Okay, NServiceBus Distributor deserve its own post. Broadly, the way it works is fairly simple.
Here is a simplified diagram, showing the workers and their queues, as well as the distributor and its queue. In here they are shown running on separate machines, but they could also be on the different processes.
Now, let us zoom into the distributor a bit, shall we?
Hm, we actually have two queues for the distributor, one is for workers, reporting for work (on the left), the second is applicative messages, which needs to be processed.
The reason that I think this is beautiful is quite simple, you submit work to the distributor queue, which forward it to one of the workers. So far, pretty standard stuff. The fun part starts when you talk about managing the workers.
On startup, each of the workers will send T notifications to the distributor, where T is the number of threads it is configured to use (yes, workers are threads in a machine, not a machine). When the distributor send a message to a worker, it also take it out from the available list. When the worker is done, it tells the distributor that it is ready again, at which point it become available to more work.
Very elegant solution. It is even more elegant when you look at the code to handle that:
private void messageBusTransport_TransportMessageReceived(
string destination = this.workerManager.PopAvailableWorker();
if (destination == null)
logger.Debug("Sending message to: " + destination);
Notice what happens if we don't have an available worker. We simply rollback our current action and move on. We will try again in a short while, and hopefully then we will have a worker to dispatch to.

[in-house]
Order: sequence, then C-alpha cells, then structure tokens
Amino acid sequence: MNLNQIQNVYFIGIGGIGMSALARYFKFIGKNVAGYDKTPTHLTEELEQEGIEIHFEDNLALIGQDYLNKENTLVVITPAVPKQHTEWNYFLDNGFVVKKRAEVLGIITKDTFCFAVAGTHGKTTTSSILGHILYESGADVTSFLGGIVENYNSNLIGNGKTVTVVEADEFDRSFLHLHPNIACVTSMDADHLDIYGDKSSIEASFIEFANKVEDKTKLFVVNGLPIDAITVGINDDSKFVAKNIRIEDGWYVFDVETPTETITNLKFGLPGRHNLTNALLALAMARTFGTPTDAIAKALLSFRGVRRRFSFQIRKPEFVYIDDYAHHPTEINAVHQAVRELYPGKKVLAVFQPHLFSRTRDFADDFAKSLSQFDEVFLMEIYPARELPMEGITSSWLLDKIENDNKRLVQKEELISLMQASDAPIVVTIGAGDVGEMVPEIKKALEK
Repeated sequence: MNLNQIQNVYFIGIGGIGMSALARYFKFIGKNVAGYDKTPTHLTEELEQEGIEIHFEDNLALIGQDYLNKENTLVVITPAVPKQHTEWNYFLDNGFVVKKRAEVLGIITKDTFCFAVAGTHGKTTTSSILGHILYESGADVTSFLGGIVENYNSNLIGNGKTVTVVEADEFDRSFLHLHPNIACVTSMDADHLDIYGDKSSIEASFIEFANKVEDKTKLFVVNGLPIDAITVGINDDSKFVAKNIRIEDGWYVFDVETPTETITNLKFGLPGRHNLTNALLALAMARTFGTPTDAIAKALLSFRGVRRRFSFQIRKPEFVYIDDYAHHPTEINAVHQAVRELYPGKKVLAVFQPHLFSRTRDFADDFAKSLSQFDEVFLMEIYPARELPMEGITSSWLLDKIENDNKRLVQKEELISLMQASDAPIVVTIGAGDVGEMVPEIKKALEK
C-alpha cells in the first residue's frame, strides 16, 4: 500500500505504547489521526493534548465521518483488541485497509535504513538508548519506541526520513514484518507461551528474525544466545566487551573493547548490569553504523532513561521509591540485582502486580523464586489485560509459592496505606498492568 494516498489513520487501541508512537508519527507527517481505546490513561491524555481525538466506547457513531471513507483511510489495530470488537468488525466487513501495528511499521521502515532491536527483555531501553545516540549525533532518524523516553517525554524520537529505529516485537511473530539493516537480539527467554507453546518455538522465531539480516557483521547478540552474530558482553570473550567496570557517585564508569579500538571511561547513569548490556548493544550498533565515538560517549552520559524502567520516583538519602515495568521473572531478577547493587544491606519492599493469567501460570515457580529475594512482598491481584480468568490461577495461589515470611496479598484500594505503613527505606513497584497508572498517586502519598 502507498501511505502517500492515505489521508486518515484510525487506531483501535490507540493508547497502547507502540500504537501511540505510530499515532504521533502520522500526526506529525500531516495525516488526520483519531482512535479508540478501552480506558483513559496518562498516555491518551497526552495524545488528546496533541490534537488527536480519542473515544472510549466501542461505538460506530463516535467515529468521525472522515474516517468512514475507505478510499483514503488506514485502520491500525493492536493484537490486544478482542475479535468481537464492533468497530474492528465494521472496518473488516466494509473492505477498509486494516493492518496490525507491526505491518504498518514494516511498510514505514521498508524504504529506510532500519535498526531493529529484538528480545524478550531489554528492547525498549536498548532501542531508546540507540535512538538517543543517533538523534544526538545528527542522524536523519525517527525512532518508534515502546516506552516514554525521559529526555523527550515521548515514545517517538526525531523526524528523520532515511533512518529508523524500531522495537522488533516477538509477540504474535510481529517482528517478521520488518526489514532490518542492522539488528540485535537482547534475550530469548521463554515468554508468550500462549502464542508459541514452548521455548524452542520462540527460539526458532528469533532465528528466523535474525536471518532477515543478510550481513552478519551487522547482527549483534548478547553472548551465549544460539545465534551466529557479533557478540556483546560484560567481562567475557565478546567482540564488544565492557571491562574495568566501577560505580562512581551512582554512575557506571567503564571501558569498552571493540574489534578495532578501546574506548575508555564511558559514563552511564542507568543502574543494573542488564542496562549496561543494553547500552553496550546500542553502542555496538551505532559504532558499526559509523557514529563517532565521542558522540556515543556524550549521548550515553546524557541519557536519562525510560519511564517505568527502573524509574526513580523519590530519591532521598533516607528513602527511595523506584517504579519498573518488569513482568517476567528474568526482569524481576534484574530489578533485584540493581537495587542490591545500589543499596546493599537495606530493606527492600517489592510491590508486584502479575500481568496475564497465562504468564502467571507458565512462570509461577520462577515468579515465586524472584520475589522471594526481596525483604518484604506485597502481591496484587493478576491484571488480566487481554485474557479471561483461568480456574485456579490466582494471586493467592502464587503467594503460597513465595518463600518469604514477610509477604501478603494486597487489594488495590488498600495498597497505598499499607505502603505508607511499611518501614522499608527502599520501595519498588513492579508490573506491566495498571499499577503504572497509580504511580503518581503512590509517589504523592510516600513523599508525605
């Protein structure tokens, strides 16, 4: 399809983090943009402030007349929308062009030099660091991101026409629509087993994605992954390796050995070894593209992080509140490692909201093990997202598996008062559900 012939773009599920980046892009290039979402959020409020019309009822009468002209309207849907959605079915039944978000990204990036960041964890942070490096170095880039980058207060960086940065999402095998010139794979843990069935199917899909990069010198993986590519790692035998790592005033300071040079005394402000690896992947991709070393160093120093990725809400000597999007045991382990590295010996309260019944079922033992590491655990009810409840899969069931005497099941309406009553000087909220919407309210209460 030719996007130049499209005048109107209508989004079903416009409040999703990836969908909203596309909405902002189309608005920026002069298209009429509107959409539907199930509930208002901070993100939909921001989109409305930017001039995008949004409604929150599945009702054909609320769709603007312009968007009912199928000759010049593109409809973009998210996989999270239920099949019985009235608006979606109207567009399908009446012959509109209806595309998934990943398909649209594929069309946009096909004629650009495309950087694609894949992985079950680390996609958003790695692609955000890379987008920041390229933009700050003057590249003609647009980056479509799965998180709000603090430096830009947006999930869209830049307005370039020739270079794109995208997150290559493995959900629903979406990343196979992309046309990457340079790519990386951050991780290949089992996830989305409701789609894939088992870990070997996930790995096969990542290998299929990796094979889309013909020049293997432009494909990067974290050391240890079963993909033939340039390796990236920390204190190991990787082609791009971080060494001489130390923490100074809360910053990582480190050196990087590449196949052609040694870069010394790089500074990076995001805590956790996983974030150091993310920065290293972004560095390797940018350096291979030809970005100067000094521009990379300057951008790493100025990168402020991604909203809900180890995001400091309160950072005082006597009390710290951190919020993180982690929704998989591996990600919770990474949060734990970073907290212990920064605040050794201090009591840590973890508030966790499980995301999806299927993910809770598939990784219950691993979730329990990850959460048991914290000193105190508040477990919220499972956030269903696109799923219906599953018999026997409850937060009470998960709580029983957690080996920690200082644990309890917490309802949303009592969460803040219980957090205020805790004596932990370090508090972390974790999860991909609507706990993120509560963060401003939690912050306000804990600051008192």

What about failure scenarios?
Well, at most a worker can "lose" a single message, since if it crashed, it will not report itself as available. If a machine crashes, then we might lose a bunch of messages (all the messages currently worked on by the workers on that machine), but it doesn't hurt the overall system stability. When that machine comes back online, it will immediately starts to process those messages again.
Hm, there is actually an issue here with this scenario, since the workers will start working on their existing messages, but at the same time will report that they are ready for work. This just means that they will have work already queued by the time they are finished (and then they would report they are available again, of course). In general, I am okay with that.
What about the distributor itself? Again, crashing the distributor is generally not an issue. We are talking about using a durable transport here, so unprocessed messages will be saved and received when the distributor comes back again.
At the moment, I am not sure what happens if the distributor goes down for a lengthy period of time.